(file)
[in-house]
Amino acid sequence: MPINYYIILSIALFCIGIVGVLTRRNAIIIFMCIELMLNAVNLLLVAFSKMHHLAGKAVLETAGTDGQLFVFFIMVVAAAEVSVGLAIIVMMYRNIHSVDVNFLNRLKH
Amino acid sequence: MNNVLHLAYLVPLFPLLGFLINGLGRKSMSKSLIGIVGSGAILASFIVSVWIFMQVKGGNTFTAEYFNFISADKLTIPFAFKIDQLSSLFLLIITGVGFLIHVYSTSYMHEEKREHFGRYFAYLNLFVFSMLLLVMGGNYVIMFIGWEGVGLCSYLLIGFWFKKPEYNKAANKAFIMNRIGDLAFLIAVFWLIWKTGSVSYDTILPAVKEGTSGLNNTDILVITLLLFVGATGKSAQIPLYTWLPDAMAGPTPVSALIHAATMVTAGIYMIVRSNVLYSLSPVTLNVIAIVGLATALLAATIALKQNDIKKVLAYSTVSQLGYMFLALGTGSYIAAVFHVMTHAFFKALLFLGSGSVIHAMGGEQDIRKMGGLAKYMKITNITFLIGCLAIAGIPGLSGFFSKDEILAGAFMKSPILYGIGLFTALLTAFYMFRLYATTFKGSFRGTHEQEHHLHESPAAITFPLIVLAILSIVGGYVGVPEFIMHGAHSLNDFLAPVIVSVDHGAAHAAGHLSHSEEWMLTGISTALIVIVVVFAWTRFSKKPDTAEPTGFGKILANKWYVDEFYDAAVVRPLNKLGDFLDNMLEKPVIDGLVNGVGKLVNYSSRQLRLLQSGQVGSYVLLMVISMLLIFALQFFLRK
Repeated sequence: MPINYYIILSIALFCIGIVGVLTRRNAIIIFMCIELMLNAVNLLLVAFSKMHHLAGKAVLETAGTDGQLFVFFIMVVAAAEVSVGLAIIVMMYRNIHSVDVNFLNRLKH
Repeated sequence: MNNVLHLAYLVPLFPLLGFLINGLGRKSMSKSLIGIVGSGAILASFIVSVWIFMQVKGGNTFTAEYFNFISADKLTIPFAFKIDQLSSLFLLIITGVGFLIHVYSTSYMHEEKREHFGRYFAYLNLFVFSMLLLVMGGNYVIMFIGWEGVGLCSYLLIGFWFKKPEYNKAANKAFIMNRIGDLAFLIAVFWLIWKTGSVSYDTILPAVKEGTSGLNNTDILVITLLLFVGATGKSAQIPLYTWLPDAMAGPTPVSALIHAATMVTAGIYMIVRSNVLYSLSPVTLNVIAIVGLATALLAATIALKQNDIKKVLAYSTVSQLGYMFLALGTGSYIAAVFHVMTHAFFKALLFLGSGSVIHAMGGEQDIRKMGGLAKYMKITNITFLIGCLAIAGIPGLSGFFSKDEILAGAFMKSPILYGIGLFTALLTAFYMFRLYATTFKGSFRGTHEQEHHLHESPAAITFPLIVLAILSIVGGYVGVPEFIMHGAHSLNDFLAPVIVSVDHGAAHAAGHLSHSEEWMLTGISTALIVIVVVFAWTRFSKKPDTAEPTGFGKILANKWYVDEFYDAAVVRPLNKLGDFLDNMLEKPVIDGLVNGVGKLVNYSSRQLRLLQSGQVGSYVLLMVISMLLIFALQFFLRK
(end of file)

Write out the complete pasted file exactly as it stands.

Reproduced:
[in-house]
Amino acid sequence: MPINYYIILSIALFCIGIVGVLTRRNAIIIFMCIELMLNAVNLLLVAFSKMHHLAGKAVLETAGTDGQLFVFFIMVVAAAEVSVGLAIIVMMYRNIHSVDVNFLNRLKH
Amino acid sequence: MNNVLHLAYLVPLFPLLGFLINGLGRKSMSKSLIGIVGSGAILASFIVSVWIFMQVKGGNTFTAEYFNFISADKLTIPFAFKIDQLSSLFLLIITGVGFLIHVYSTSYMHEEKREHFGRYFAYLNLFVFSMLLLVMGGNYVIMFIGWEGVGLCSYLLIGFWFKKPEYNKAANKAFIMNRIGDLAFLIAVFWLIWKTGSVSYDTILPAVKEGTSGLNNTDILVITLLLFVGATGKSAQIPLYTWLPDAMAGPTPVSALIHAATMVTAGIYMIVRSNVLYSLSPVTLNVIAIVGLATALLAATIALKQNDIKKVLAYSTVSQLGYMFLALGTGSYIAAVFHVMTHAFFKALLFLGSGSVIHAMGGEQDIRKMGGLAKYMKITNITFLIGCLAIAGIPGLSGFFSKDEILAGAFMKSPILYGIGLFTALLTAFYMFRLYATTFKGSFRGTHEQEHHLHESPAAITFPLIVLAILSIVGGYVGVPEFIMHGAHSLNDFLAPVIVSVDHGAAHAAGHLSHSEEWMLTGISTALIVIVVVFAWTRFSKKPDTAEPTGFGKILANKWYVDEFYDAAVVRPLNKLGDFLDNMLEKPVIDGLVNGVGKLVNYSSRQLRLLQSGQVGSYVLLMVISMLLIFALQFFLRK
Repeated sequence: MPINYYIILSIALFCIGIVGVLTRRNAIIIFMCIELMLNAVNLLLVAFSKMHHLAGKAVLETAGTDGQLFVFFIMVVAAAEVSVGLAIIVMMYRNIHSVDVNFLNRLKH
Repeated sequence: MNNVLHLAYLVPLFPLLGFLINGLGRKSMSKSLIGIVGSGAILASFIVSVWIFMQVKGGNTFTAEYFNFISADKLTIPFAFKIDQLSSLFLLIITGVGFLIHVYSTSYMHEEKREHFGRYFAYLNLFVFSMLLLVMGGNYVIMFIGWEGVGLCSYLLIGFWFKKPEYNKAANKAFIMNRIGDLAFLIAVFWLIWKTGSVSYDTILPAVKEGTSGLNNTDILVITLLLFVGATGKSAQIPLYTWLPDAMAGPTPVSALIHAATMVTAGIYMIVRSNVLYSLSPVTLNVIAIVGLATALLAATIALKQNDIKKVLAYSTVSQLGYMFLALGTGSYIAAVFHVMTHAFFKALLFLGSGSVIHAMGGEQDIRKMGGLAKYMKITNITFLIGCLAIAGIPGLSGFFSKDEILAGAFMKSPILYGIGLFTALLTAFYMFRLYATTFKGSFRGTHEQEHHLHESPAAITFPLIVLAILSIVGGYVGVPEFIMHGAHSLNDFLAPVIVSVDHGAAHAAGHLSHSEEWMLTGISTALIVIVVVFAWTRFSKKPDTAEPTGFGKILANKWYVDEFYDAAVVRPLNKLGDFLDNMLEKPVIDGLVNGVGKLVNYSSRQLRLLQSGQVGSYVLLMVISMLLIFALQFFLRK